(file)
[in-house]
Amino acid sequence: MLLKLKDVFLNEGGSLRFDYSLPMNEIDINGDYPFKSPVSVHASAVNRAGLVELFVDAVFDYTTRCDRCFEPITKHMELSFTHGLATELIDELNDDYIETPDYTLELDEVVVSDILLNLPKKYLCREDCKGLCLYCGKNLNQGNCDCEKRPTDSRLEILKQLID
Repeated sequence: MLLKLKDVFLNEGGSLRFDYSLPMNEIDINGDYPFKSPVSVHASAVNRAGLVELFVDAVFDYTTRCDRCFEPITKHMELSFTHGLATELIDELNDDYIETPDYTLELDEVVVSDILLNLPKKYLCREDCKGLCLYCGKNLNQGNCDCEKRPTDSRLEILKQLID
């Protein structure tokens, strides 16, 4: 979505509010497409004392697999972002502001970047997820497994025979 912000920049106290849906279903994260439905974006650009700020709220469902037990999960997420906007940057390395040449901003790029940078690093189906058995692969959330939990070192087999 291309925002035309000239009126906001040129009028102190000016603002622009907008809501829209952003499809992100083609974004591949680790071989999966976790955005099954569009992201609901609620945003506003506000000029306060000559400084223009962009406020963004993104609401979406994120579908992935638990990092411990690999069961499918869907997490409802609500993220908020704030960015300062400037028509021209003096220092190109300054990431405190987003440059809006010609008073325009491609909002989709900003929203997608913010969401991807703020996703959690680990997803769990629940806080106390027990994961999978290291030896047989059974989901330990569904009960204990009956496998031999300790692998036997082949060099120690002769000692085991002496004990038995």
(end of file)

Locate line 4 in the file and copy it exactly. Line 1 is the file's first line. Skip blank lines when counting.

């Protein structure tokens, strides 16, 4: 979505509010497409004392697999972002502001970047997820497994025979 912000920049106290849906279903994260439905974006650009700020709220469902037990999960997420906007940057390395040449901003790029940078690093189906058995692969959330939990070192087999 291309925002035309000239009126906001040129009028102190000016603002622009907008809501829209952003499809992100083609974004591949680790071989999966976790955005099954569009992201609901609620945003506003506000000029306060000559400084223009962009406020963004993104609401979406994120579908992935638990990092411990690999069961499918869907997490409802609500993220908020704030960015300062400037028509021209003096220092190109300054990431405190987003440059809006010609008073325009491609909002989709900003929203997608913010969401991807703020996703959690680990997803769990629940806080106390027990994961999978290291030896047989059974989901330990569904009960204990009956496998031999300790692998036997082949060099120690002769000692085991002496004990038995």